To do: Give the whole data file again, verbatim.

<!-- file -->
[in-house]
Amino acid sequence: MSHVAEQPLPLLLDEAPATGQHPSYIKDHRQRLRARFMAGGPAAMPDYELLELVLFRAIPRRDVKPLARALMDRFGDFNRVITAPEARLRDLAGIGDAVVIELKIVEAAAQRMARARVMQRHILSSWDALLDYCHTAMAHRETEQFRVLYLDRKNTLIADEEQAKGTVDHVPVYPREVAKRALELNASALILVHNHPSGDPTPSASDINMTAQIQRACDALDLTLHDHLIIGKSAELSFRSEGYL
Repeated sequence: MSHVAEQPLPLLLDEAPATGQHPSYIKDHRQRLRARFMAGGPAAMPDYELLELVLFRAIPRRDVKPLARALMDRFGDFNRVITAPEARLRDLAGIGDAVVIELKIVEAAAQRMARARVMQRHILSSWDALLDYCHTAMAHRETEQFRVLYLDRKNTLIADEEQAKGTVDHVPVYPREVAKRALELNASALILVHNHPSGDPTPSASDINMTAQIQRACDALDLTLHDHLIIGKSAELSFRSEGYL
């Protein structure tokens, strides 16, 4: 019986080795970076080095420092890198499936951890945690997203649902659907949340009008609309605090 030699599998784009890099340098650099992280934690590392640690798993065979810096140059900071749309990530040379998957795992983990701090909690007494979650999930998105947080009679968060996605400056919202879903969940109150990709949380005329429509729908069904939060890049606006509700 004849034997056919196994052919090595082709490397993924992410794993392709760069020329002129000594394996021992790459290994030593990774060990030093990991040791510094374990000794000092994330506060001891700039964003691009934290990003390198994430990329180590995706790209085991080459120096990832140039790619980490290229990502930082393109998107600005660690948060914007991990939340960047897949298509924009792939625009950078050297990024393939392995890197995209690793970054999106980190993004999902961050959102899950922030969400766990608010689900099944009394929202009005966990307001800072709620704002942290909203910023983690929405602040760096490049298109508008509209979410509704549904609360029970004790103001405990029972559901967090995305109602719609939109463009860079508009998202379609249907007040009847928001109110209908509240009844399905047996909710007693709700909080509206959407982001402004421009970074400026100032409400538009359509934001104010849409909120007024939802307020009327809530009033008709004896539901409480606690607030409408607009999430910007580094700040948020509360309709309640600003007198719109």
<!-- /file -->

[in-house]
Amino acid sequence: MSHVAEQPLPLLLDEAPATGQHPSYIKDHRQRLRARFMAGGPAAMPDYELLELVLFRAIPRRDVKPLARALMDRFGDFNRVITAPEARLRDLAGIGDAVVIELKIVEAAAQRMARARVMQRHILSSWDALLDYCHTAMAHRETEQFRVLYLDRKNTLIADEEQAKGTVDHVPVYPREVAKRALELNASALILVHNHPSGDPTPSASDINMTAQIQRACDALDLTLHDHLIIGKSAELSFRSEGYL
Repeated sequence: MSHVAEQPLPLLLDEAPATGQHPSYIKDHRQRLRARFMAGGPAAMPDYELLELVLFRAIPRRDVKPLARALMDRFGDFNRVITAPEARLRDLAGIGDAVVIELKIVEAAAQRMARARVMQRHILSSWDALLDYCHTAMAHRETEQFRVLYLDRKNTLIADEEQAKGTVDHVPVYPREVAKRALELNASALILVHNHPSGDPTPSASDINMTAQIQRACDALDLTLHDHLIIGKSAELSFRSEGYL
């Protein structure tokens, strides 16, 4: 019986080795970076080095420092890198499936951890945690997203649902659907949340009008609309605090 030699599998784009890099340098650099992280934690590392640690798993065979810096140059900071749309990530040379998957795992983990701090909690007494979650999930998105947080009679968060996605400056919202879903969940109150990709949380005329429509729908069904939060890049606006509700 004849034997056919196994052919090595082709490397993924992410794993392709760069020329002129000594394996021992790459290994030593990774060990030093990991040791510094374990000794000092994330506060001891700039964003691009934290990003390198994430990329180590995706790209085991080459120096990832140039790619980490290229990502930082393109998107600005660690948060914007991990939340960047897949298509924009792939625009950078050297990024393939392995890197995209690793970054999106980190993004999902961050959102899950922030969400766990608010689900099944009394929202009005966990307001800072709620704002942290909203910023983690929405602040760096490049298109508008509209979410509704549904609360029970004790103001405990029972559901967090995305109602719609939109463009860079508009998202379609249907007040009847928001109110209908509240009844399905047996909710007693709700909080509206959407982001402004421009970074400026100032409400538009359509934001104010849409909120007024939802307020009327809530009033008709004896539901409480606690607030409408607009999430910007580094700040948020509360309709309640600003007198719109």